(The five sheets in this workbook will be used in class. Notice each sheet tab identifies the
topic covered.)
2. Make sure you are looking at the first sheet, named AvgMaxMin
We will enter formulas to calculate the AVERAGE, MAXIMUM (highest) and MINIMUM
(lowest) book sales in cells N5, O5, P5. Note that the formulas have already been entered in
N4, O4, and P4 for you to refer to.
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Reminder: Always position the cursor in the cell where you want the result of your function or
formula to go before starting your formula or function.
3. Click Cell N5.
4. Click the Insert Function button
5. Select AVERAGE from the Function Name box on the right side. (If you don’t see it, click
All in the Function Category box to get the entire list and choose from there.)
6. Once you have found it, click OK.
The Function Argument Box will open.
.
7. Indicate the range of cells B5 to M5.
(Note: Excel may try to help you by suggesting a range. If the range suggested by Excel is
correct then this step is not necessary, however it is a good idea to double check. )
If the box is taking up too much space, you may click the Collapse Dialog
Box button which collapses the dialog allowing you to check the range. Click the
Collapse Dialog button again to expand the window.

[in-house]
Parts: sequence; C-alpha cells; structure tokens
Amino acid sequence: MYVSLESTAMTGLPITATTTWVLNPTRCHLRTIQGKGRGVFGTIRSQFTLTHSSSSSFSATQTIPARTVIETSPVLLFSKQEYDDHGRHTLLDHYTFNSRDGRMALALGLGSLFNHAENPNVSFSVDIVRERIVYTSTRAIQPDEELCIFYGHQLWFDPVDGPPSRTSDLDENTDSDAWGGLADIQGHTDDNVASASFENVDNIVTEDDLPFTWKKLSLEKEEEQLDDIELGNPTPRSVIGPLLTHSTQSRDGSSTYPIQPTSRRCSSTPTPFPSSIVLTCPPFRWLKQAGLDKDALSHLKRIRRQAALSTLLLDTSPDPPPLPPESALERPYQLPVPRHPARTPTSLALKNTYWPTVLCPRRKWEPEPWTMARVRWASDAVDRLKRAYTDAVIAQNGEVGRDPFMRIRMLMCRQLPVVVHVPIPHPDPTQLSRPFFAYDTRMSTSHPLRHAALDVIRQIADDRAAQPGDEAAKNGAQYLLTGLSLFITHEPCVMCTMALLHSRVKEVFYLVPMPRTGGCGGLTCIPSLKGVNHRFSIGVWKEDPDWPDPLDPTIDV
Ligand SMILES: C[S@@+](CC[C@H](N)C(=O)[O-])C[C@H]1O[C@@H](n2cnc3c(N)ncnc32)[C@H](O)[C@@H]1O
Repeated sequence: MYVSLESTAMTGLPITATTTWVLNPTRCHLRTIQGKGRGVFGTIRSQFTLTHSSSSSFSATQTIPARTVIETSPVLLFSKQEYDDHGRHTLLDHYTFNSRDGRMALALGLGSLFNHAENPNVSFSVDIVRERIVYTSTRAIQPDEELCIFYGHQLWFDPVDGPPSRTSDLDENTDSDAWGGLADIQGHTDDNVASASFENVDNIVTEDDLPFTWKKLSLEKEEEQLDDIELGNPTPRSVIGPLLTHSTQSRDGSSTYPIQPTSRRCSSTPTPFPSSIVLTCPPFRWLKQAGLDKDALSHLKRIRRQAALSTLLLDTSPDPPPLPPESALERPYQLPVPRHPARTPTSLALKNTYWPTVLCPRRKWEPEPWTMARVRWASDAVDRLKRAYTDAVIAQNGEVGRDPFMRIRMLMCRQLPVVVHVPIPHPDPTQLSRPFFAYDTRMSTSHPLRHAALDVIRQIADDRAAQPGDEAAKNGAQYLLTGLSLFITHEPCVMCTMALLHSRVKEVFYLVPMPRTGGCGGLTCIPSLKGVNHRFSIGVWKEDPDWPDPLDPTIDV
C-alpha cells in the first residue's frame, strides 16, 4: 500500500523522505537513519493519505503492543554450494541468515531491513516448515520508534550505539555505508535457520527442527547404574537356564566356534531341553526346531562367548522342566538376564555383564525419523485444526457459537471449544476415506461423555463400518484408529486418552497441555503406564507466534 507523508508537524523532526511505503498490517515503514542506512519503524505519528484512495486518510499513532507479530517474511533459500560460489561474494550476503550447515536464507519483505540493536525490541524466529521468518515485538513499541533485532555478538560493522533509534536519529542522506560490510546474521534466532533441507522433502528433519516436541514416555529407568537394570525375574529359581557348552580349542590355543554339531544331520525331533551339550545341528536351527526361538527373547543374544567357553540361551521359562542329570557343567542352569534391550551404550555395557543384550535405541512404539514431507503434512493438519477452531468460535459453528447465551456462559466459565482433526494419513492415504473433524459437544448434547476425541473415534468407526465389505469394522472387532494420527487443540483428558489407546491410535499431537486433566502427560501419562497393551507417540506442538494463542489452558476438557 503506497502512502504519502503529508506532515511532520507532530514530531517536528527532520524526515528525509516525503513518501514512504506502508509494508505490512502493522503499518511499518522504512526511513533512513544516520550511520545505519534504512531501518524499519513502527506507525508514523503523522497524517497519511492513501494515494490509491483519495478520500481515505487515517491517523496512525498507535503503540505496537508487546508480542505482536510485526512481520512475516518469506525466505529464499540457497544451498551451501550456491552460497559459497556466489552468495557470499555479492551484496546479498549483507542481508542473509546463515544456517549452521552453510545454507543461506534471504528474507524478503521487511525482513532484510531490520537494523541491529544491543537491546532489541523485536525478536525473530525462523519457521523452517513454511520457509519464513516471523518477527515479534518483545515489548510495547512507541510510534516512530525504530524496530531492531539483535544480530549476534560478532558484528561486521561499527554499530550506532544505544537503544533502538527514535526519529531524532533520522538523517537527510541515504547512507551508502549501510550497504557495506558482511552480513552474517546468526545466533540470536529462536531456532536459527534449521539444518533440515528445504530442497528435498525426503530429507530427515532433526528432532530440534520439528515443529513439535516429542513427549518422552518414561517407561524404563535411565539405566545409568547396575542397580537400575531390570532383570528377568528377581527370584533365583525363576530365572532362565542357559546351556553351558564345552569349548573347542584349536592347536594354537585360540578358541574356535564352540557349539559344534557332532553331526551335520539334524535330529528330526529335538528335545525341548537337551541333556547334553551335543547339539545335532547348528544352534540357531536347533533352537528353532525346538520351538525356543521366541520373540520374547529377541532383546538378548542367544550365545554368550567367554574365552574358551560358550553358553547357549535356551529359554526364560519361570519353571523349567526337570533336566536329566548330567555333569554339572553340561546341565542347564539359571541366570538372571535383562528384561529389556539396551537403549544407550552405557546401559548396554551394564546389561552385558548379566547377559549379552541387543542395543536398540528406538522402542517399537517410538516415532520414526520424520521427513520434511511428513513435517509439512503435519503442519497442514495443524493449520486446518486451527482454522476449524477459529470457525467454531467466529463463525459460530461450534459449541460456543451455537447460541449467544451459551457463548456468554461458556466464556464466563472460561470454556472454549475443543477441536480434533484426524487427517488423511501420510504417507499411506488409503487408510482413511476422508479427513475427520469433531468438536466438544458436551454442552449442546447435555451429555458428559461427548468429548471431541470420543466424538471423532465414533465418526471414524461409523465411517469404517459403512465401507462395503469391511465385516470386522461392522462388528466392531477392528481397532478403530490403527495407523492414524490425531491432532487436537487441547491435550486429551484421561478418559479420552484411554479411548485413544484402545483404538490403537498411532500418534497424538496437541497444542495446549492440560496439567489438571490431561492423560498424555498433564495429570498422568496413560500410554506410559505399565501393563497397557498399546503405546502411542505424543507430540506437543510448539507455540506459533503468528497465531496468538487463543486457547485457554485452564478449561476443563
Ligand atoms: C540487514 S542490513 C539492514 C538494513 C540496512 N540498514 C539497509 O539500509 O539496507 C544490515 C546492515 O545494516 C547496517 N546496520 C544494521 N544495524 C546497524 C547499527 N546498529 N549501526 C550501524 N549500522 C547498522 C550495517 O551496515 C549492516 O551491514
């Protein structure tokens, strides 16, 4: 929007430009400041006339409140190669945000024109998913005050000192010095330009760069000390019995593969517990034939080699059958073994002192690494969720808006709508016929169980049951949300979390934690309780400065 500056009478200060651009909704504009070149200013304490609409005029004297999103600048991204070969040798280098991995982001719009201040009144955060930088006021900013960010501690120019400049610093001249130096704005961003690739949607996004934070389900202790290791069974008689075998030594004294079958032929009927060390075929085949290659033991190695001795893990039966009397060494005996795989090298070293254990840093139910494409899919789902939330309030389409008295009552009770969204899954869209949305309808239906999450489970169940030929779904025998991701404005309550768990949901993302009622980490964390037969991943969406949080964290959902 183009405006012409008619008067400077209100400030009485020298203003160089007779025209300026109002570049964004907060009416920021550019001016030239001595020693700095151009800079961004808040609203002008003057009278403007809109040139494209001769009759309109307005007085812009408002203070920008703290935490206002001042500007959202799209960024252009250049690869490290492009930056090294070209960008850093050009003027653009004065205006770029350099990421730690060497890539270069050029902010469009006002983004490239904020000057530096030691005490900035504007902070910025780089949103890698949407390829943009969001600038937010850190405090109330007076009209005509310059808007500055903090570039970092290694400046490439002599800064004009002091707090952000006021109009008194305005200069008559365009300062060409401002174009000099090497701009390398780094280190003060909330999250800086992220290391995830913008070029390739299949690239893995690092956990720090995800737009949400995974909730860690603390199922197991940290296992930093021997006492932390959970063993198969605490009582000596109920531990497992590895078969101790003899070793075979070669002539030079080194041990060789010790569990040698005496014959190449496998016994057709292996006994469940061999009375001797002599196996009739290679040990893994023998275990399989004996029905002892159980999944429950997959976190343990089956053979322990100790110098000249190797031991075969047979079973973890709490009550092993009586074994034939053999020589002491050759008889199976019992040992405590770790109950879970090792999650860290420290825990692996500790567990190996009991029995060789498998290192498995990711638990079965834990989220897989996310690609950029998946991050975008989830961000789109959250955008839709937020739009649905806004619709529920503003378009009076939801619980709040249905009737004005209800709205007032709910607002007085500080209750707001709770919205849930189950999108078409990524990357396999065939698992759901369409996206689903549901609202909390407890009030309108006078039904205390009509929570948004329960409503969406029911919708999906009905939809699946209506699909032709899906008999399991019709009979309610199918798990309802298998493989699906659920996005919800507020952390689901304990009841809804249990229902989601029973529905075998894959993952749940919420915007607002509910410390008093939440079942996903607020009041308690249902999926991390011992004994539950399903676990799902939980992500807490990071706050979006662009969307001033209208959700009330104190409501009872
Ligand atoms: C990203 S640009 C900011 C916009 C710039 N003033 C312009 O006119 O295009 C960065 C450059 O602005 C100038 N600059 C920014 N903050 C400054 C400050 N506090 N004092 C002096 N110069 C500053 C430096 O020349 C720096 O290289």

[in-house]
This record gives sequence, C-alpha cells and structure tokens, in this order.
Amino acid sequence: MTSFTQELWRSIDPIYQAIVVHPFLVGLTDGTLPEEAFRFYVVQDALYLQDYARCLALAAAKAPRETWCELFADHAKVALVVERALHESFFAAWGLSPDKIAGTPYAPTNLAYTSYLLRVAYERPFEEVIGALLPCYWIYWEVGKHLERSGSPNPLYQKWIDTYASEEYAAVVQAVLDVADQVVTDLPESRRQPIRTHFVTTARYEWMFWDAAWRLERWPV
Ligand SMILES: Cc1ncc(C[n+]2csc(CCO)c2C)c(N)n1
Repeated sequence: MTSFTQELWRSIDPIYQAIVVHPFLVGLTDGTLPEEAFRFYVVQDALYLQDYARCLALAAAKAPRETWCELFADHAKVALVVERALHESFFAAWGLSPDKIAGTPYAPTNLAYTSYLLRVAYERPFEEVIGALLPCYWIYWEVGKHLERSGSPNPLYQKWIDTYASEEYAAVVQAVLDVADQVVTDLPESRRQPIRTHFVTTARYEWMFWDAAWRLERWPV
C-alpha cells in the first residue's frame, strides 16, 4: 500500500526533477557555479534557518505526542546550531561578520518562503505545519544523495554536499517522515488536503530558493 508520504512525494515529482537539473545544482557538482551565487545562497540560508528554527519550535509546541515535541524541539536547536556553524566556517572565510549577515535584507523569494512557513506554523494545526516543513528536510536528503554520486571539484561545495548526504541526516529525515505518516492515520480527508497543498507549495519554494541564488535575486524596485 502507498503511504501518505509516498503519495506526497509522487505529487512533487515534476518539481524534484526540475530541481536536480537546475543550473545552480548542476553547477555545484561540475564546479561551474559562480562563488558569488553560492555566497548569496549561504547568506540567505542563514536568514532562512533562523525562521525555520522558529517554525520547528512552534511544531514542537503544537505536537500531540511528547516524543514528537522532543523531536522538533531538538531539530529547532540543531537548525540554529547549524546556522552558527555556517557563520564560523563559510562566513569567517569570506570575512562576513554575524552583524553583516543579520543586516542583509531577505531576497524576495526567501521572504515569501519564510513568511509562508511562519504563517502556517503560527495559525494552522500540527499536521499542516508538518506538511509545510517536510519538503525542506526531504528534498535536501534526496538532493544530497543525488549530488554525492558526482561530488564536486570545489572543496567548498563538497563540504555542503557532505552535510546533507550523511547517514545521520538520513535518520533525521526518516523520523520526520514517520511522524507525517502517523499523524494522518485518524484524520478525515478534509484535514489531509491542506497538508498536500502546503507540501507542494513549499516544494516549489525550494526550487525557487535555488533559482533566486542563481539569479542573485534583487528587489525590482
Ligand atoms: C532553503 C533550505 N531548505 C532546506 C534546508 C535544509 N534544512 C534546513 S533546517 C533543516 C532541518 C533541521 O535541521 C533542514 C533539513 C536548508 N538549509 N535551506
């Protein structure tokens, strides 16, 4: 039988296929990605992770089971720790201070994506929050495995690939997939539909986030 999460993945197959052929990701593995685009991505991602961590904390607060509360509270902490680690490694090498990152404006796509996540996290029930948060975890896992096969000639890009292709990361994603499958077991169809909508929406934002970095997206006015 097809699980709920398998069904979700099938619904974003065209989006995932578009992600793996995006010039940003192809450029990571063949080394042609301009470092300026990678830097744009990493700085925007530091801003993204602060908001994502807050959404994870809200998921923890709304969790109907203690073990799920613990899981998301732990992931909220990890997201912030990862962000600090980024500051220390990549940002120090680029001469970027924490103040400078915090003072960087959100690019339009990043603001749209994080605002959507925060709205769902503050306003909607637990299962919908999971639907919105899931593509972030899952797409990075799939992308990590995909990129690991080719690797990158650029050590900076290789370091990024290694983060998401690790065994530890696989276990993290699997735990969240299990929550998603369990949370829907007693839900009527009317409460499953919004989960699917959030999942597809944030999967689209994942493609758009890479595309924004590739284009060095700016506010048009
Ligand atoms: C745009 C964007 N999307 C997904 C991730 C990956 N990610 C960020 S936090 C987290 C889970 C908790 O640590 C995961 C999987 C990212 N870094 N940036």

8. Notice the formula result is displayed near the bottom of the formula palette.
9. Click OK.
10. The function can now be copied down to the rest of the cells in the column. Use the fill
handle to do so.
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11. Refer to the preceding steps to enter the function for MAX in cell O5 and MIN in cell P5.
Hint: Check the contents of cells O4 and P4 before you begin. Be sure to ask if
you have questions.
SimpleIF
1. Switch to the second sheet labeled SimpleIF.
In this sheet you will use a simple IF function to evaluate a number in column B (the students’
numerical grade) and then assign an S or NC (indicating Satisfactory or No Credit for the
course) in column C. NOTE: A satisfactory grade is one which is > 65.5
Look at the contents of cell C4 and also notice the informational text off to the right.
=IF(B4>65.5,"S","NC")
(Tip: The quotes around S and NC (or any text) are necessary. Quotes are added
automatically when using the function argument box.)
2. Click cell C5, then click the Insert Function button and try to create the function yourself.
Please ask if you have questions.
NestedIF
1. Click the NestedIF sheet tab. This sheet will show you how to assign a letter grade to a
numeric score.
2. The first function has been entered for you in C2. Click C2 and check the formula bar to
see what it looks like. If you would like, try to recreate the function in Cell C3.
=IF(B3>92,"A",IF(B3>85,"B",IF(B3>78,"C",IF(B3>65,"D","F"))))